Published Studies Using Garmin Devices

This article provides samples of published studies from 2018-2021 validating the use of Garmin smartwatches in health research. The studies' titles, links, and summaries are provided below.

Can wearable technology be used to approximate cardiopulmonary exercise testing metrics? (2021)
https://pubmed.ncbi.nlm.nih.gov/33722305/ 

“Data recorded by the wearable device was able to consistently approximate CPET results, both with and without the addition of patient reported activity measures via IPAQ scores. This highlights the potential utility of wearable devices in formal assessment of physical functioning and suggests they could play a larger role in pre-operative risk assessment.”


Quantifying Step Count and Oxygen Consumption with Portable Technology during the 2-Min Walk Test in People with Lower Limb Amputation (2021)
https://pubmed.ncbi.nlm.nih.gov/33809581/
“The Garmin vivofit3 worn on the wrist and the modus StepWatch worn on the prostheses ankle had the least error and tightest limits of agreement compared to the ActiGraph Link worn on the wrist and ankle , and the vivofit3 worn on the ankle.”


Usability and Accuracy of a Smartwatch for the Assessment of Physical Activity in the Elderly Population: Observational Study (2021)
https://mhealth.jmir.org/2021/5/e20966/
“The level of accuracy of wearable devices in quantifying the PA of elderly people in a real-life setting that was found in this study supports the idea of considering wrist-wearable nonmedical devices as reliable tools. Both health care professionals and informal caregivers could monitor the level of PA of their patients.” <Used vívoactive HR>



Using Wearable Devices to Monitor Physical Activity in Patients Undergoing Aortic Valve Replacement: Protocol for a Prospective Observational Study (2020)
https://pubmed.ncbi.nlm.nih.gov/33180023/
The use of the wearable devices for real-time monitoring of physical activity of patients undergoing aortic valve replacement is a promising opportunity for improving the clinical management and consequently, the health outcomes of such patients.”


Fitness-Tracker Assisted Frailty-Assessment Before Transcatheter Aortic Valve Implantation: Proof-of-Concept Study (2020)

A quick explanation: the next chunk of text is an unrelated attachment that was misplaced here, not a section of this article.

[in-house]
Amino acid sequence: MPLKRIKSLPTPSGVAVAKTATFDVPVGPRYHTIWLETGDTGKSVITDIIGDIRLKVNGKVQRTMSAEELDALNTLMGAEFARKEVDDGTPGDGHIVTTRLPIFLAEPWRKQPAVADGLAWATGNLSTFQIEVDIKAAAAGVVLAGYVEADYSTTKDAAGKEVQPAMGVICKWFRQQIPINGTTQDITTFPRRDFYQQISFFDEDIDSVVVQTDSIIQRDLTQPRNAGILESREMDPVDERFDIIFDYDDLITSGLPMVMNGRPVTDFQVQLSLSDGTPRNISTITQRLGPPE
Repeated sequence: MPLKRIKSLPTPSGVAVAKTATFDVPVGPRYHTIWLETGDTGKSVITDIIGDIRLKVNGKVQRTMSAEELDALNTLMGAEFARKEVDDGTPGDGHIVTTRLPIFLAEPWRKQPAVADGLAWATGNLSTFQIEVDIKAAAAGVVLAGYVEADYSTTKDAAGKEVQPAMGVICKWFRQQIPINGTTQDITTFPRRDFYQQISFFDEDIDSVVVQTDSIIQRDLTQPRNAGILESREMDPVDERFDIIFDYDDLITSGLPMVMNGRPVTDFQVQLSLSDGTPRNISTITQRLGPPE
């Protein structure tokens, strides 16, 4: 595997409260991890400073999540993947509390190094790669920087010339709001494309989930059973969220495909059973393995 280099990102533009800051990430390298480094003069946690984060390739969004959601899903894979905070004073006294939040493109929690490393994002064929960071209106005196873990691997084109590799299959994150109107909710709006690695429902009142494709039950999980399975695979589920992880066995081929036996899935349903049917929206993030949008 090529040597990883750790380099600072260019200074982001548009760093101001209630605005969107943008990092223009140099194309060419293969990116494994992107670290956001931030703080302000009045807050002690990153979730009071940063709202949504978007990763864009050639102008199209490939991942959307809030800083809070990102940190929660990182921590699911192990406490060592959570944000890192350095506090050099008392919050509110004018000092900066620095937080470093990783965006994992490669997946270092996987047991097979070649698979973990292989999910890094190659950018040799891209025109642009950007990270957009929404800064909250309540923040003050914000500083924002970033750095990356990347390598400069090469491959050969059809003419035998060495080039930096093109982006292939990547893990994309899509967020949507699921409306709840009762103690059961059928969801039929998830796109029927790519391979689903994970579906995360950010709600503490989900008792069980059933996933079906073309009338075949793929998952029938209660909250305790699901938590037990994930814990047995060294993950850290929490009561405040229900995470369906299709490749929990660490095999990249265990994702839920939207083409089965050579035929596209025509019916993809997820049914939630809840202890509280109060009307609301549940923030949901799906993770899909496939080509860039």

https://mhealth.jmir.org/2020/10/e19227/
“Several reports have validated the accuracy of the heart rate measurement by Garmin Vivosmart devices with simultaneous electrocardiogram readings,  and the device has shown excellent test-retest reliability as well as optimal step count accuracy at low and moderate walking speeds. The stress level measurement calculated by the device is based on the analysis of the heart rate variability and it is a good reflector of autonomic activity. “


Comparing Monitoring Results of Two Motion Trackers for Geriatric Patients (2020)
https://pubmed.ncbi.nlm.nih.gov/32578545/
“Fitbit and Garmin motion tracker devices are highly used in research. The validity and reliability of these devices is proven for healthy adults between 18 and 64.”



Accuracy of Optical Heart Rate Sensing Technology in Wearable Fitness Trackers for Young and Older Adults: Validation and Comparison Study (2020)
https://mhealth.jmir.org/2020/4/e14707/
The study reveals that commonly used optical heart rate sensors, such as the ones used herein, generally produce accurate heart rate readings irrespective of the age of the user. However, users should avoid relying entirely on these readings to indicate exercise intensities, as these devices have a tendency to produce erroneous, extreme readings, which might misinterpret the real-time exercise intensity...”


Overground and Treadmill Walking in People With Parkinson Disease: Cross-Sectional Comparative Study (2020)
https://rehab.jmir.org/2020/1/e14059 
The wrist-worn sensors were accurate and precise only during overground walking. Similar research should inform the application of these devices in clinical research and practice involving patients with PD.” 

Consumer Wearable Devices for Activity Monitoring Among Individuals After a Stroke: A Prospective Comparison (2018)
https://cardio.jmir.org/2018/1/e1?__hstc=102212634.6c4038d997dc244be3a675d89c82095a.1630084248658.1631334203848.1631336336950.7&__hssc=102212634.1.1631336336950&__hsfp=4081483605
“FBT and GAR <Garmin> had moderate to strong correlation with best available reference measures of walking activity in individuals with subacute stroke. Accuracy appears to be lower among rollator users and varies according to heart rhythm. Consumer wearables may be a viable option for large-scale studies of physical activity.



Accuracy of Wrist-Worn Activity Monitors During Common Daily Physical Activities and Types of Structured Exercise: Evaluation Study (2018)

https://pubmed.ncbi.nlm.nih.gov/30530451/
Two common wrist-worn devices (Fitbit Charge 2 and Garmin vívosmart HR+) show good HR accuracy, with a small negative bias, and reasonable EE estimates during low to moderate-intensity exercise and during a variety of common daily activities and exercise.”

 

For additional studies, please visit the Garmin study database here:
https://www.garmin.com/en-US/garmin-health-third-party-studies-overview/?page=1